A classic chess opening. The Giuoco Piano dominated, with the Kings Gambit, in the 1800s and is considered the more restrained and patient of the two. It's also known as The Italian Game. It's the opening which most books and people will tell you to study when you first start because it makes so much use of the standard concepts important for openings, which are control the center with your pawns, develop pieces rapidly, castle quickly and move your rook to e1. It was nicknamed the quiet game, I guess this was because in comparison to the Kings Gambit it is pretty tame, even though the Piano can become very aggresive. White focuses the attack on the F7 square while trying to maintain the center to prevent counter attacks. Here is the chess notation.

1 e4   e5
2 Nf3  Nc6 
3 Bc4  Bc5

This opening transposes into many different openings including The Two Knights or The Four Knights and for the gambit oriented, the super fun Evans Gambit. One of the lines that often occurs in the Piano is the Guioco Pianissimo (the very quiet game),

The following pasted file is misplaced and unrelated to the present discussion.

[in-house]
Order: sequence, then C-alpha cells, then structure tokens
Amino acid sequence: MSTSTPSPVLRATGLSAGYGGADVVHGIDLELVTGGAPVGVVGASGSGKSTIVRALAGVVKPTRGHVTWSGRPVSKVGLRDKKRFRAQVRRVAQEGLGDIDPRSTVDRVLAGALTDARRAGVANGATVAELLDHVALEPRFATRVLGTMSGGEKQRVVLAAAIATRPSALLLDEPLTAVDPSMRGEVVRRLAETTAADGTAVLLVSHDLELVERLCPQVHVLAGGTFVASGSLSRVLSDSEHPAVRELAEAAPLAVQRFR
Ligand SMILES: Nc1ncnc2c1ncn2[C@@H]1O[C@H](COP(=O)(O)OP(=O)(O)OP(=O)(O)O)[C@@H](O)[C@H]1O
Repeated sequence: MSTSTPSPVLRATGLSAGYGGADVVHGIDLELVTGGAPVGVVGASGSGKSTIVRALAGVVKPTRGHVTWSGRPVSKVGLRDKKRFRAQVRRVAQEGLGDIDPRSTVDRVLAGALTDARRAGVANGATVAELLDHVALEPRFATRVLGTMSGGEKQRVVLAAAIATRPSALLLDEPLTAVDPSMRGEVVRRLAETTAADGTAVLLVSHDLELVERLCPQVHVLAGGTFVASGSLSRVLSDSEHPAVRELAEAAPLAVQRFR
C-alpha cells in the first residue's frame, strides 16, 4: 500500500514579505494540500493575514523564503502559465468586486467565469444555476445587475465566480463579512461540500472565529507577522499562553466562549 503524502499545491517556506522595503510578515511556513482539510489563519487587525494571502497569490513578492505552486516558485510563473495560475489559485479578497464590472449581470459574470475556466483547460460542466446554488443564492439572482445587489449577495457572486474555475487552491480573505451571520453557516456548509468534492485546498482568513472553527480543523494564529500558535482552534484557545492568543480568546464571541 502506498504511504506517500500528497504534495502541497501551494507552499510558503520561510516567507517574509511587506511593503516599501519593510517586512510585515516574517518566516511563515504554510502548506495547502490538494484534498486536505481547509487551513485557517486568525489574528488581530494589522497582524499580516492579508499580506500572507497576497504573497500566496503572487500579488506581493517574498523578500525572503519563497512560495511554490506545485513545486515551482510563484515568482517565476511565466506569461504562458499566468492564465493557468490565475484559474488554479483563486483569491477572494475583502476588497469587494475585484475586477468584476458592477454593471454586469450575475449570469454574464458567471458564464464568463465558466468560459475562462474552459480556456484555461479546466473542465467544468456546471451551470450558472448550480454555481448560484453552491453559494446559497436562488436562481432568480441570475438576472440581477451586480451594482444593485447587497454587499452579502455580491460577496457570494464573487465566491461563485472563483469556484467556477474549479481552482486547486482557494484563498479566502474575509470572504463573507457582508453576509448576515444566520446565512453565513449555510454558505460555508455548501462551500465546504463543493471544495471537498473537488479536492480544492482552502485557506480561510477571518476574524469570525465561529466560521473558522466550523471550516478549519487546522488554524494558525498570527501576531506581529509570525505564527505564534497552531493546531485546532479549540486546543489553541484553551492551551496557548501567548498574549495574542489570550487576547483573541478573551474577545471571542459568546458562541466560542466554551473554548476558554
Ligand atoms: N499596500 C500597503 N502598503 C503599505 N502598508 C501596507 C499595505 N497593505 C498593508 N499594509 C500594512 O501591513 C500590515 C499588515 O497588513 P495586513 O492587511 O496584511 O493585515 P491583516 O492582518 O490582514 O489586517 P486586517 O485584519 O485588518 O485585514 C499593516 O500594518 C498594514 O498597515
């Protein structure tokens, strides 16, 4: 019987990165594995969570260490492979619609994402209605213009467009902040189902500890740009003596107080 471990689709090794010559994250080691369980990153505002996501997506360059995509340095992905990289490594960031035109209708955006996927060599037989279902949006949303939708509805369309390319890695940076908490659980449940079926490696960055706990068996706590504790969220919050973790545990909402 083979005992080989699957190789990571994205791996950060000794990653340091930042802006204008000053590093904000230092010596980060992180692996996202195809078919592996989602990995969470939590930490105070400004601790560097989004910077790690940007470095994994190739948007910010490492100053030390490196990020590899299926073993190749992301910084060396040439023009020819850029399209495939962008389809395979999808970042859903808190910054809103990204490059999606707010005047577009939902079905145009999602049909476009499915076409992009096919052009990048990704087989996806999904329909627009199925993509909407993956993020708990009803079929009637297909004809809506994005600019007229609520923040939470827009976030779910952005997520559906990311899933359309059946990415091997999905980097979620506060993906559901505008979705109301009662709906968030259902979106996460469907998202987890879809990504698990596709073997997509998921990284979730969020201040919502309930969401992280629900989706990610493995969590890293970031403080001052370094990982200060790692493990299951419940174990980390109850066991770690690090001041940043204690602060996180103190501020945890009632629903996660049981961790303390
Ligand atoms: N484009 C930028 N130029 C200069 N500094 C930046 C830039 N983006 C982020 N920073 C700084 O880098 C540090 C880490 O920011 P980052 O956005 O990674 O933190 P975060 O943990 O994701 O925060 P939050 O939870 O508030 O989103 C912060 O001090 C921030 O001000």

1. e4  e5 
2. Nf3 Nc6 
3. Bc4 Bc5 
4. Nc3 Nf6 
5. d3  d6

This happens a lot of the time and is a pretty natural progression. It leads to a locked down board and is good to play against people who like gambits and wild open games. However, I feel that when a board becomes locked like this the intiative that white should be capatilizing on becomes diminished. Here is an example of white on a successful center pawn push courtesy of chess God, Paul Morphy (i realize it deviates slightly from the main line with the third move being c3 but the concepts still apply and c3 normally finds its way into the Piano at move four or five),

Morphy vs Cunningham, London, 1859


1. e4 e5 
2. Bc4 Bc5 
3. c3 Nc6 
4. Nf3 Nf6 
5. d4 exd4 
6. e5 Qe7 
7. O-O Ng8 
8. cxd4 Bb6 
9. d5

While there are definetly ways of trapping each other in the The Giuoco Piano it seems that the idea behind this opening for white is to try and follow the classic theory of chess, while doing something a little off beat to not fall into the Guioco Pianissimo, and then get to an Endgame where you have a positional advantage.

Chess Openings
Endgames in Chess

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